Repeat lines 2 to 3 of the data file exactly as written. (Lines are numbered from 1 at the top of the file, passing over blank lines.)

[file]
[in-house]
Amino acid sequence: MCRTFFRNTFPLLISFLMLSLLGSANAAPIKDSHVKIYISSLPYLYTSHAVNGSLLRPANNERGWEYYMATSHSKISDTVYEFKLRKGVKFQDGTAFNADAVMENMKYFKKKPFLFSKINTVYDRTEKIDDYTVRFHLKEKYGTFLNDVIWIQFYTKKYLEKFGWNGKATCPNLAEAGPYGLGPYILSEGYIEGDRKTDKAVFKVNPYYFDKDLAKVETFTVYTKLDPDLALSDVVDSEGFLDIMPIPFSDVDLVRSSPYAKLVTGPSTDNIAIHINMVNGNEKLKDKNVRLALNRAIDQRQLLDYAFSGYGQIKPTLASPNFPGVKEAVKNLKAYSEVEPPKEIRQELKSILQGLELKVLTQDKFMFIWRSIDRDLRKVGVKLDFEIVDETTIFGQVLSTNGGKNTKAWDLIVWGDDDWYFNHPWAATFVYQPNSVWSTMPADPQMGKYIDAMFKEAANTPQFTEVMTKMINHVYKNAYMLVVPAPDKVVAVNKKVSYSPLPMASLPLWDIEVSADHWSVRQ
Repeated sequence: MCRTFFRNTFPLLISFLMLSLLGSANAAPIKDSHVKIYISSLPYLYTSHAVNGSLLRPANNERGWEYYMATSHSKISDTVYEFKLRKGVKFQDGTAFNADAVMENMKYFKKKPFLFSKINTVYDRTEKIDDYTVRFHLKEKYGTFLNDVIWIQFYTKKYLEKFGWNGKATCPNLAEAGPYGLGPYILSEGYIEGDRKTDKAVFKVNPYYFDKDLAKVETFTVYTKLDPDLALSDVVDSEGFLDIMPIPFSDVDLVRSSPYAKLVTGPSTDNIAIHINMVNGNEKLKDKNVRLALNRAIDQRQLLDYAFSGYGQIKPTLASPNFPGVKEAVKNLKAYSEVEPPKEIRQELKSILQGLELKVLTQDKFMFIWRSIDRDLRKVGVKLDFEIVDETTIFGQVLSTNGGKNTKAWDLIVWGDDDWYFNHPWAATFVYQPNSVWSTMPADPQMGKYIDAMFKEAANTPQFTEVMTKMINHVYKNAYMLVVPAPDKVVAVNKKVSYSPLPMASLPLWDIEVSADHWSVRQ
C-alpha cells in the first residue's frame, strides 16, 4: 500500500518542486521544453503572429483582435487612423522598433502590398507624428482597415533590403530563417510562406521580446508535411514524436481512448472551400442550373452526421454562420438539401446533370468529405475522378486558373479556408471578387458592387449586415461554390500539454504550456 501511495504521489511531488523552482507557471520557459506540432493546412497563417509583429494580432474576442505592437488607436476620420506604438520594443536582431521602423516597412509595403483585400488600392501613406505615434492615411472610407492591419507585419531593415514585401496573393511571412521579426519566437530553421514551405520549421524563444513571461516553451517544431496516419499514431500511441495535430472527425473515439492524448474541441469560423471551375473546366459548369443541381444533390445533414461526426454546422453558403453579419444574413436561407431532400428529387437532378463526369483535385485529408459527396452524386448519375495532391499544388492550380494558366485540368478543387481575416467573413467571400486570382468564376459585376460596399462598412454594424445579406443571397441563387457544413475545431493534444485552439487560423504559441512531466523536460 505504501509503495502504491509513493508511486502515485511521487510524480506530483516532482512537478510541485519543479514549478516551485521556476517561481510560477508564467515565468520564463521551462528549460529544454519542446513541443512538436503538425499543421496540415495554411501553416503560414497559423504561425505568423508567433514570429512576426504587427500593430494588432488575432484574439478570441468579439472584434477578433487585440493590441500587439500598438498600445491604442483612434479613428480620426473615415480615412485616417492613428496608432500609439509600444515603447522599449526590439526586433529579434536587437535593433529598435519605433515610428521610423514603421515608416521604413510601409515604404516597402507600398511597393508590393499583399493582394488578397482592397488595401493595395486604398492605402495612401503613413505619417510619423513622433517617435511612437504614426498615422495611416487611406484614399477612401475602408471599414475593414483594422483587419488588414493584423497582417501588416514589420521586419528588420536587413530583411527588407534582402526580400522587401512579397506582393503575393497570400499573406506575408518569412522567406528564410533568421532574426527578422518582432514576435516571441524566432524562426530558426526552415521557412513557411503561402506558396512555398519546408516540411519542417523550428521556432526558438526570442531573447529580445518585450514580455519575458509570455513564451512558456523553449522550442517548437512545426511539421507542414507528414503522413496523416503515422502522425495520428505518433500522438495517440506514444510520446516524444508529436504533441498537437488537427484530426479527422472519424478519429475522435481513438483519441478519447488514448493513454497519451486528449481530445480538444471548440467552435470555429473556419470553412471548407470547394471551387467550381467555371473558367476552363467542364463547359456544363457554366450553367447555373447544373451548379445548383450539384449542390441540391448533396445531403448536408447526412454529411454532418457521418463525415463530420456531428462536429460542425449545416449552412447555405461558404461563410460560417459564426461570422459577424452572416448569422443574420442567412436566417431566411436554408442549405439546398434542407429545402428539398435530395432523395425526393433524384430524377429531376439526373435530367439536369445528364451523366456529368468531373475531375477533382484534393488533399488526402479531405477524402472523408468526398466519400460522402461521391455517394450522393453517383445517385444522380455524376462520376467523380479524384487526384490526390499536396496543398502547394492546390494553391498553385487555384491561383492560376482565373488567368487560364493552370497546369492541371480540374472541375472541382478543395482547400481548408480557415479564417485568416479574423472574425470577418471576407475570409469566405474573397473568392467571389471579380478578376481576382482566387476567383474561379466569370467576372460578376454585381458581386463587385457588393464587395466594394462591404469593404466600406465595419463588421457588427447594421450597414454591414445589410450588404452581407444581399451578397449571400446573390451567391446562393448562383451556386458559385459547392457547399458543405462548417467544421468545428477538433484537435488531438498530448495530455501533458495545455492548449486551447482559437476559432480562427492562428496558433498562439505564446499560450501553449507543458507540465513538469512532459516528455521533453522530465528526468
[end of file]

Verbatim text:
Amino acid sequence: MCRTFFRNTFPLLISFLMLSLLGSANAAPIKDSHVKIYISSLPYLYTSHAVNGSLLRPANNERGWEYYMATSHSKISDTVYEFKLRKGVKFQDGTAFNADAVMENMKYFKKKPFLFSKINTVYDRTEKIDDYTVRFHLKEKYGTFLNDVIWIQFYTKKYLEKFGWNGKATCPNLAEAGPYGLGPYILSEGYIEGDRKTDKAVFKVNPYYFDKDLAKVETFTVYTKLDPDLALSDVVDSEGFLDIMPIPFSDVDLVRSSPYAKLVTGPSTDNIAIHINMVNGNEKLKDKNVRLALNRAIDQRQLLDYAFSGYGQIKPTLASPNFPGVKEAVKNLKAYSEVEPPKEIRQELKSILQGLELKVLTQDKFMFIWRSIDRDLRKVGVKLDFEIVDETTIFGQVLSTNGGKNTKAWDLIVWGDDDWYFNHPWAATFVYQPNSVWSTMPADPQMGKYIDAMFKEAANTPQFTEVMTKMINHVYKNAYMLVVPAPDKVVAVNKKVSYSPLPMASLPLWDIEVSADHWSVRQ
Repeated sequence: MCRTFFRNTFPLLISFLMLSLLGSANAAPIKDSHVKIYISSLPYLYTSHAVNGSLLRPANNERGWEYYMATSHSKISDTVYEFKLRKGVKFQDGTAFNADAVMENMKYFKKKPFLFSKINTVYDRTEKIDDYTVRFHLKEKYGTFLNDVIWIQFYTKKYLEKFGWNGKATCPNLAEAGPYGLGPYILSEGYIEGDRKTDKAVFKVNPYYFDKDLAKVETFTVYTKLDPDLALSDVVDSEGFLDIMPIPFSDVDLVRSSPYAKLVTGPSTDNIAIHINMVNGNEKLKDKNVRLALNRAIDQRQLLDYAFSGYGQIKPTLASPNFPGVKEAVKNLKAYSEVEPPKEIRQELKSILQGLELKVLTQDKFMFIWRSIDRDLRKVGVKLDFEIVDETTIFGQVLSTNGGKNTKAWDLIVWGDDDWYFNHPWAATFVYQPNSVWSTMPADPQMGKYIDAMFKEAANTPQFTEVMTKMINHVYKNAYMLVVPAPDKVVAVNKKVSYSPLPMASLPLWDIEVSADHWSVRQ